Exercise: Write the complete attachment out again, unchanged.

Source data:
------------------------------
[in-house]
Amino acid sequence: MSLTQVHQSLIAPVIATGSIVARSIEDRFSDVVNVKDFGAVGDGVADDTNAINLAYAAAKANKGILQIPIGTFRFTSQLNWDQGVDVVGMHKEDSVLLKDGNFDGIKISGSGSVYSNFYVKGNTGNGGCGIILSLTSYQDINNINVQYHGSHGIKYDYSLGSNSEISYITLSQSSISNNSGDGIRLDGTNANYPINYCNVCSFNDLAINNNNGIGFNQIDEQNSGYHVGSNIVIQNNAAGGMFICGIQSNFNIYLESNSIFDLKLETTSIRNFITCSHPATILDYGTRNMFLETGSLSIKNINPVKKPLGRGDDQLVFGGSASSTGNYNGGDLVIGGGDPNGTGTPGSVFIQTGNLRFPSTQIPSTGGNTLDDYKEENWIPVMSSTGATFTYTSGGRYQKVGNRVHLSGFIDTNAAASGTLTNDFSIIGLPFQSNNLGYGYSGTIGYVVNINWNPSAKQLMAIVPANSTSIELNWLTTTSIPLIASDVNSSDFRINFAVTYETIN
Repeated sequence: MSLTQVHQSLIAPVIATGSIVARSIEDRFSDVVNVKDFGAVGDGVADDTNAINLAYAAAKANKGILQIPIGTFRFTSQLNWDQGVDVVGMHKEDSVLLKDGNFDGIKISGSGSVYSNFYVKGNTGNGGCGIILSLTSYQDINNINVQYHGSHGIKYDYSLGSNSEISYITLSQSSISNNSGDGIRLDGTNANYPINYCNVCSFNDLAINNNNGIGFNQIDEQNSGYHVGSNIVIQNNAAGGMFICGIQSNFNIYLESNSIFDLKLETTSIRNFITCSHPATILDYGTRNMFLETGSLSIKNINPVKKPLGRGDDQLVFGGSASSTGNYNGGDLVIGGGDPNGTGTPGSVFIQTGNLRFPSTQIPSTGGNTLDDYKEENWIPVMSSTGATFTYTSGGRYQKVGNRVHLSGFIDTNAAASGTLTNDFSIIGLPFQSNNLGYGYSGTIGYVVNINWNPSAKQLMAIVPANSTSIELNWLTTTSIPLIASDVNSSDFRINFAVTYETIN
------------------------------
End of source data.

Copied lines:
[in-house]
Amino acid sequence: MSLTQVHQSLIAPVIATGSIVARSIEDRFSDVVNVKDFGAVGDGVADDTNAINLAYAAAKANKGILQIPIGTFRFTSQLNWDQGVDVVGMHKEDSVLLKDGNFDGIKISGSGSVYSNFYVKGNTGNGGCGIILSLTSYQDINNINVQYHGSHGIKYDYSLGSNSEISYITLSQSSISNNSGDGIRLDGTNANYPINYCNVCSFNDLAINNNNGIGFNQIDEQNSGYHVGSNIVIQNNAAGGMFICGIQSNFNIYLESNSIFDLKLETTSIRNFITCSHPATILDYGTRNMFLETGSLSIKNINPVKKPLGRGDDQLVFGGSASSTGNYNGGDLVIGGGDPNGTGTPGSVFIQTGNLRFPSTQIPSTGGNTLDDYKEENWIPVMSSTGATFTYTSGGRYQKVGNRVHLSGFIDTNAAASGTLTNDFSIIGLPFQSNNLGYGYSGTIGYVVNINWNPSAKQLMAIVPANSTSIELNWLTTTSIPLIASDVNSSDFRINFAVTYETIN
Repeated sequence: MSLTQVHQSLIAPVIATGSIVARSIEDRFSDVVNVKDFGAVGDGVADDTNAINLAYAAAKANKGILQIPIGTFRFTSQLNWDQGVDVVGMHKEDSVLLKDGNFDGIKISGSGSVYSNFYVKGNTGNGGCGIILSLTSYQDINNINVQYHGSHGIKYDYSLGSNSEISYITLSQSSISNNSGDGIRLDGTNANYPINYCNVCSFNDLAINNNNGIGFNQIDEQNSGYHVGSNIVIQNNAAGGMFICGIQSNFNIYLESNSIFDLKLETTSIRNFITCSHPATILDYGTRNMFLETGSLSIKNINPVKKPLGRGDDQLVFGGSASSTGNYNGGDLVIGGGDPNGTGTPGSVFIQTGNLRFPSTQIPSTGGNTLDDYKEENWIPVMSSTGATFTYTSGGRYQKVGNRVHLSGFIDTNAAASGTLTNDFSIIGLPFQSNNLGYGYSGTIGYVVNINWNPSAKQLMAIVPANSTSIELNWLTTTSIPLIASDVNSSDFRINFAVTYETIN